... man, and detested the fact that he imposed a rigid orthodoxy on his followers, creating a closed society in defiance of his own precepts. Gellner liked to repeat the old LSE joke that Popper’s masterpiece The Open Society and its Enemies should have been called ‘The Open Society, by one of its Enemi ...

Week 3: Logical Language

... Mathematical English It is vitally important at this stage to understand the exact meaning of the logical symbols that have been introduced, and how they are connected to the English language, which is usually less precise than it should be. In most settings, mathematical statements – including most ...

... Mathematical English It is vitally important at this stage to understand the exact meaning of the logical symbols that have been introduced, and how they are connected to the English language, which is usually less precise than it should be. In most settings, mathematical statements – including most ...

EXPERIENCE AND PERCEPTUAL BELIEF

... Popper discussed the relations between perceptual experience and perceptual belief in his Logic of Scientific Discovery, first published in 1934. He called it the ‘problem of the empirical basis’. I think his discussion is a philosophical tour de force. Most philosophers think it completely wrong-he ...

... Popper discussed the relations between perceptual experience and perceptual belief in his Logic of Scientific Discovery, first published in 1934. He called it the ‘problem of the empirical basis’. I think his discussion is a philosophical tour de force. Most philosophers think it completely wrong-he ...

Lecture 1: Elements of Mathematical Logic

... rigorous and meticulous; but we will take our time to cover the material. And while we will be often dealing in abstractions; we shall be doing so to develop concrete ways of handling far reaching concepts. 1. Basic Logic 1.1. Statements. In order to get our bearings, let us begin with a discussion ...

... rigorous and meticulous; but we will take our time to cover the material. And while we will be often dealing in abstractions; we shall be doing so to develop concrete ways of handling far reaching concepts. 1. Basic Logic 1.1. Statements. In order to get our bearings, let us begin with a discussion ...

Unity and Revolutions: A Paradigm for Paradigms

... theory of fundamental particles: a large number of hadrons were reduced to just six quarks. Quantum chromodynamics brought further unification to the theory of fundamental particles by providing a quantum theory of the strong force. The standard model, the current quantum theory of fundamental parti ...

... theory of fundamental particles: a large number of hadrons were reduced to just six quarks. Quantum chromodynamics brought further unification to the theory of fundamental particles by providing a quantum theory of the strong force. The standard model, the current quantum theory of fundamental parti ...

the liberalism of karl popper

... conclusions from the collapse of induction: rather, appealing to a principle of transference from validity in logic to efficacy in psychology, he rehabilitates rationality in thought and action with the conjecture that learning occurs in human beings and all other problem-solving organisms, not thro ...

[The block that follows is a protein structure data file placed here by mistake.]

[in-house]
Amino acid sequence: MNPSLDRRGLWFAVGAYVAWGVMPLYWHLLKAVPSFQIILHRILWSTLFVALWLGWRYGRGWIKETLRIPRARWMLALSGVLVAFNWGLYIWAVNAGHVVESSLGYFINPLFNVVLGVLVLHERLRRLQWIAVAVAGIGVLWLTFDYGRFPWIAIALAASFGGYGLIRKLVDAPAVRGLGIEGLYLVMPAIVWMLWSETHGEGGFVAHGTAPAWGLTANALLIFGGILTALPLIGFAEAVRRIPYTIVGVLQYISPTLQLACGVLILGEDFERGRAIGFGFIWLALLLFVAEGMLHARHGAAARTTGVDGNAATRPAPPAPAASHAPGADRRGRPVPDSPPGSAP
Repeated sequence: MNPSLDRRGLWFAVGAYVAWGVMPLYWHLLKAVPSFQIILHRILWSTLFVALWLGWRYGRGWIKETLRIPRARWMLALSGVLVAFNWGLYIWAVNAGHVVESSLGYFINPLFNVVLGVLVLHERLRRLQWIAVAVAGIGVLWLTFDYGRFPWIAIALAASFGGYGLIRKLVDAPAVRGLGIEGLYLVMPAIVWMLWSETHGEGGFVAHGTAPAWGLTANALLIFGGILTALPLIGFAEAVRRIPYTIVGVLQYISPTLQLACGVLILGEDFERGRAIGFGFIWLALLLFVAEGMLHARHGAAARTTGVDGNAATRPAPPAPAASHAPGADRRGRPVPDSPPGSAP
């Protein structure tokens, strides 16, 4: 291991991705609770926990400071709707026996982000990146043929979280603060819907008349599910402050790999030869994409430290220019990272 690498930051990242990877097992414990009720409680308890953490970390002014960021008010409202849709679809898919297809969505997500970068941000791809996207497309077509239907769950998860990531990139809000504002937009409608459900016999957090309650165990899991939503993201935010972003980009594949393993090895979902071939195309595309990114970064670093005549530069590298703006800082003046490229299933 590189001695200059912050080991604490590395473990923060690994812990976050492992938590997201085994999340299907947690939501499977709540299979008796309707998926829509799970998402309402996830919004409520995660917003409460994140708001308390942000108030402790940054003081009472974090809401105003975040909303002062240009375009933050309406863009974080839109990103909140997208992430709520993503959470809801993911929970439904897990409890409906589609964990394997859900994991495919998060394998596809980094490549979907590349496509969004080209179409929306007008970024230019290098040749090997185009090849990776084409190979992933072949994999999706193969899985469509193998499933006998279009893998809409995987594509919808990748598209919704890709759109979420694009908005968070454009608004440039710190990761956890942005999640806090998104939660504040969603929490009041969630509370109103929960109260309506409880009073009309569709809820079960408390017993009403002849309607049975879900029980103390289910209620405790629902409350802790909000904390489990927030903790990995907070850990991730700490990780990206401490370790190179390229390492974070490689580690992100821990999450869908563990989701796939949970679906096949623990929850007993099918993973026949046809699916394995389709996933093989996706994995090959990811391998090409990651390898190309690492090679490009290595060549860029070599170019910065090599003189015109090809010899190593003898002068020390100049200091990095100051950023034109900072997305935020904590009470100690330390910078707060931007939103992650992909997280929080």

... conclusions from the collapse of induction: rather, appealing to a principle of transference from validity in logic to efficacy in psychology, he rehabilitates rationality in thought and action with the conjecture that learning occurs in human beings and all other problem-solving organisms, not thro ...

Notes - Conditional Statements and Logic.notebook

... and SWITCH the hypothesis and conclusion. (think of a con-artist who switches things) Find the converse of your conditional statement If a polygon has 3 sides, then it is a triangle. Converse Statement (q ⇒ p): ...

... and SWITCH the hypothesis and conclusion. (think of a con-artist who switches things) Find the converse of your conditional statement If a polygon has 3 sides, then it is a triangle. Converse Statement (q ⇒ p): ...

Falsifiability or refutability of a statement, hypothesis, or theory is an inherent possibility to prove it to be false. A statement is called falsifiable if it is possible to conceive an observation or an argument which proves the statement in question to be false. In this sense, falsify is synonymous with nullify, meaning not ""to commit fraud"" but ""show to be false"".For example, by the problem of induction, no number of confirming observations can verify a universal generalization, such as All swans are white, yet it is logically possible to falsify it by observing a single black swan. Thus, the term falsifiability is sometimes synonymous to testability. Some statements, such as It will be raining here in one million years, are falsifiable in principle, but not in practice.The concern with falsifiability gained attention by way of philosopher of science Karl Popper's scientific epistemology ""falsificationism"". Popper stresses the problem of demarcation—distinguishing the scientific from the unscientific—and makes falsifiability the demarcation criterion, such that what is unfalsifiable is classified as unscientific, and the practice of declaring an unfalsifiable theory to be scientifically true is pseudoscience.